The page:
This Kitchen Gadget May be Harming Your Cooking

A Common Kitchen Gadget to Avoid

What is this common kitchen gadget, which you are probably using a lot, that may be harming your cooking? The answer is going to surprise you... But if you are using a clock to determine how long to cook items, you are probably getting worse results than you would if you were using other means.

Cooking by TIME is the best way to cook if you like inconsistency. When you cook with a clock, you relinquish all control over your cooking. If you enjoy the excitement of being unsure whether your chicken breast is raw or burned, keep cooking with a clock. But, this can lead to great frustration in the kitchen.

Inconsistency cuts away at your confidence and you become unsure when to STOP cooking.  This is the “Unconfidence Zone” when you keep cooking and cooking because you’re unsure.


I fully understand this. It’s a lot more embarrassing to serve an undercooked piece of chicken than it is to serve a rubbery one. So, the clock says to keep cooking and you do.


In reality, cooking by TIME is the WORST way to cook because it doesn’t address all the variables involved in cooking something well and this is why the clock is one kitchen gadget upon which you should never rely.

What the clock doesn’t understand is that everyone’s stove is different

...pots and pans are different, chickens are different from each other, and your desired results from cooking can be different than what the recipe wants.


Every semester in culinary college, a student will ask me, “chef how long should I cook this?”  The answer is always the same. I reply, “until it’s done”.


That’s why you’ll never cook with a clock again when you take back control of your cooking and recognize when your food is “done”.


The real key to empowered cooking is to be able to cook with your EYES,

to observe reactions and quantify your application of heat so you know EXACTLY when your food is done and you can stop cooking at the perfect point.


All food items go through 4 temperature stages as they cook. You can WITNESS each of these “road markers” in cooking and make your own decisions based on what you know to be true.


Proteins like a chicken breast or steak “coagulate”, they stiffen and shrink as they cook. When you know what to look for and the temperature at which this happens, you can SEE that your steak is just the way you like it.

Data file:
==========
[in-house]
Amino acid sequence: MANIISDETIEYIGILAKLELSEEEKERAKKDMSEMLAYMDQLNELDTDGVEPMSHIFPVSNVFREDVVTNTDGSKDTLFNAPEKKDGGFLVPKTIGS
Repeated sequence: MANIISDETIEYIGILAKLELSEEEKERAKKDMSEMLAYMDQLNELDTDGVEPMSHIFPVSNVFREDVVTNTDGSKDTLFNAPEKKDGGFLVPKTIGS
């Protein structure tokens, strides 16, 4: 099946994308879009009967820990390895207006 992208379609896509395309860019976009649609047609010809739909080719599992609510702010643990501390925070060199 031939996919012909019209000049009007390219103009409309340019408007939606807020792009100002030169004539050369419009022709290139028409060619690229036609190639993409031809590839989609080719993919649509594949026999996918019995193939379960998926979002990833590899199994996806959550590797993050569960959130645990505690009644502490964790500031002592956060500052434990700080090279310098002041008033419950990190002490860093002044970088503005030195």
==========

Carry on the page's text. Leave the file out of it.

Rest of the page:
Any food filled with moisture will have dramatic changes when you subject them to heat. They start to sweat, moisture pools and evaporates. This is another observable cue that a clock can’t possibly anticipate. A clock might have hands, but it doesn’t have eyes!


These are just two of the empowering insights I reveal in my Free Webinar Workshop, “The 5 Skills Taught In Culinary College That Are Essential In All Cooking”.


This online cooking webinar exposes the fact that home cooks are taught differently than tomorrow’s professionals. I’ll be sharing the inside scoop on what is being kept from you when it comes to cooking like a pro and taking control of your cooking back from that clock!


Discover the difference between how professionals and home cooks are taught in my next
FREE Webinar Workshop

Claim your FREE Spot for the next webinar session by CLICKING HERE
FREE Cook Webinar Event

About Chef Todd

Chef Todd Mohr is a Certified Culinary Educator who has empowered home cooks all over the world with the reliable, dependable, repeatable METHODS behind cooking that build confidence, generate creativity and enable anyone to cook with the ingredients THEY desire.


Leave a Comment

  • Mrs. A
    9:03 PM - 28 June, 2017

    I only use a clock when baking, for example a cake. I will set it for maybe 20 minutes and of course that depends on the cake as well. Let's use a regular pound cake for an example. I set 20